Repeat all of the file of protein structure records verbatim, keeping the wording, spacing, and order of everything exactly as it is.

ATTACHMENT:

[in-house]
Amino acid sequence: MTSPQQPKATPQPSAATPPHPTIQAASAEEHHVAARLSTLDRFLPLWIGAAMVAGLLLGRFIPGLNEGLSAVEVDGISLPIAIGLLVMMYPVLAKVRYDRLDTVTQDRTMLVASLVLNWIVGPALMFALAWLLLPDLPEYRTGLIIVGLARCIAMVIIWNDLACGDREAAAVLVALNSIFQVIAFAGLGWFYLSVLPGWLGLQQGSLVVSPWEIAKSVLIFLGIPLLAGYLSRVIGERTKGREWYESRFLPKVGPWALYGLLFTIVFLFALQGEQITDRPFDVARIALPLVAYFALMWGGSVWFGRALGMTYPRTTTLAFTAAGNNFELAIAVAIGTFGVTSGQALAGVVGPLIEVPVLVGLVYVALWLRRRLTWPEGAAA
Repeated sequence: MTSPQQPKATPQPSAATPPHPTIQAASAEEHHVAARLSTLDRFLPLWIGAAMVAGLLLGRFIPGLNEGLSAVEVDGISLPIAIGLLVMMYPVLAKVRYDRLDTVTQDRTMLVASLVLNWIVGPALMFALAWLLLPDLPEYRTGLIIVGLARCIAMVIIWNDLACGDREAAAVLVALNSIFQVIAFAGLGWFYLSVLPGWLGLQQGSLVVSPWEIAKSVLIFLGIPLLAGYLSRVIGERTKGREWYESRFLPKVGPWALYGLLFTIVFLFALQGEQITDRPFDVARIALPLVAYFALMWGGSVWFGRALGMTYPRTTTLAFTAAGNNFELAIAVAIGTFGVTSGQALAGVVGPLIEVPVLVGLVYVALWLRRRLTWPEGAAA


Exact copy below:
[in-house]
Amino acid sequence: MTSPQQPKATPQPSAATPPHPTIQAASAEEHHVAARLSTLDRFLPLWIGAAMVAGLLLGRFIPGLNEGLSAVEVDGISLPIAIGLLVMMYPVLAKVRYDRLDTVTQDRTMLVASLVLNWIVGPALMFALAWLLLPDLPEYRTGLIIVGLARCIAMVIIWNDLACGDREAAAVLVALNSIFQVIAFAGLGWFYLSVLPGWLGLQQGSLVVSPWEIAKSVLIFLGIPLLAGYLSRVIGERTKGREWYESRFLPKVGPWALYGLLFTIVFLFALQGEQITDRPFDVARIALPLVAYFALMWGGSVWFGRALGMTYPRTTTLAFTAAGNNFELAIAVAIGTFGVTSGQALAGVVGPLIEVPVLVGLVYVALWLRRRLTWPEGAAA
Repeated sequence: MTSPQQPKATPQPSAATPPHPTIQAASAEEHHVAARLSTLDRFLPLWIGAAMVAGLLLGRFIPGLNEGLSAVEVDGISLPIAIGLLVMMYPVLAKVRYDRLDTVTQDRTMLVASLVLNWIVGPALMFALAWLLLPDLPEYRTGLIIVGLARCIAMVIIWNDLACGDREAAAVLVALNSIFQVIAFAGLGWFYLSVLPGWLGLQQGSLVVSPWEIAKSVLIFLGIPLLAGYLSRVIGERTKGREWYESRFLPKVGPWALYGLLFTIVFLFALQGEQITDRPFDVARIALPLVAYFALMWGGSVWFGRALGMTYPRTTTLAFTAAGNNFELAIAVAIGTFGVTSGQALAGVVGPLIEVPVLVGLVYVALWLRRRLTWPEGAAA